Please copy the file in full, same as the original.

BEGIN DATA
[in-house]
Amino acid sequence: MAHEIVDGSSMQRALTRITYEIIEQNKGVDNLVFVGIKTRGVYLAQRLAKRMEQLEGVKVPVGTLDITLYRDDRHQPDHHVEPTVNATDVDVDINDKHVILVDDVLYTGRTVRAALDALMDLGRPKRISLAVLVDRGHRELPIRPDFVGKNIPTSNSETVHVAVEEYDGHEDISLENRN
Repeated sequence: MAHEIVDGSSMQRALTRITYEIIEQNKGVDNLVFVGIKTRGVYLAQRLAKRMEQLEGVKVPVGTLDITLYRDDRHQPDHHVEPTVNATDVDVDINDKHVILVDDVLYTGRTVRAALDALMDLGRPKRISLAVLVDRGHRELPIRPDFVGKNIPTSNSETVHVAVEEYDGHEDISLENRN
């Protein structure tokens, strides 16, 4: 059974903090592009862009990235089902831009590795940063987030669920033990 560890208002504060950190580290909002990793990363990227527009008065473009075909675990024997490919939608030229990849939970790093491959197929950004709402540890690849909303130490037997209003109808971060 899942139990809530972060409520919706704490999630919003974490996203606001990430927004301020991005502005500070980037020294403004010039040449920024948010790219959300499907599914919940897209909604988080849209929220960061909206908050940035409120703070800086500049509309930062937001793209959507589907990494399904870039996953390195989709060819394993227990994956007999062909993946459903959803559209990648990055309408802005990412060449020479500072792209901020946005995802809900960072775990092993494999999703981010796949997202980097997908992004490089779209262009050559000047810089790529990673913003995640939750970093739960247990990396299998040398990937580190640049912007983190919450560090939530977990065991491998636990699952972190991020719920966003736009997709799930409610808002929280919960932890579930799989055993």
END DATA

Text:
[in-house]
Amino acid sequence: MAHEIVDGSSMQRALTRITYEIIEQNKGVDNLVFVGIKTRGVYLAQRLAKRMEQLEGVKVPVGTLDITLYRDDRHQPDHHVEPTVNATDVDVDINDKHVILVDDVLYTGRTVRAALDALMDLGRPKRISLAVLVDRGHRELPIRPDFVGKNIPTSNSETVHVAVEEYDGHEDISLENRN
Repeated sequence: MAHEIVDGSSMQRALTRITYEIIEQNKGVDNLVFVGIKTRGVYLAQRLAKRMEQLEGVKVPVGTLDITLYRDDRHQPDHHVEPTVNATDVDVDINDKHVILVDDVLYTGRTVRAALDALMDLGRPKRISLAVLVDRGHRELPIRPDFVGKNIPTSNSETVHVAVEEYDGHEDISLENRN
């Protein structure tokens, strides 16, 4: 059974903090592009862009990235089902831009590795940063987030669920033990 560890208002504060950190580290909002990793990363990227527009008065473009075909675990024997490919939608030229990849939970790093491959197929950004709402540890690849909303130490037997209003109808971060 899942139990809530972060409520919706704490999630919003974490996203606001990430927004301020991005502005500070980037020294403004010039040449920024948010790219959300499907599914919940897209909604988080849209929220960061909206908050940035409120703070800086500049509309930062937001793209959507589907990494399904870039996953390195989709060819394993227990994956007999062909993946459903959803559209990648990055309408802005990412060449020479500072792209901020946005995802809900960072775990092993494999999703981010796949997202980097997908992004490089779209262009050559000047810089790529990673913003995640939750970093739960247990990396299998040398990937580190640049912007983190919450560090939530977990065991491998636990699952972190991020719920966003736009997709799930409610808002929280919960932890579930799989055993």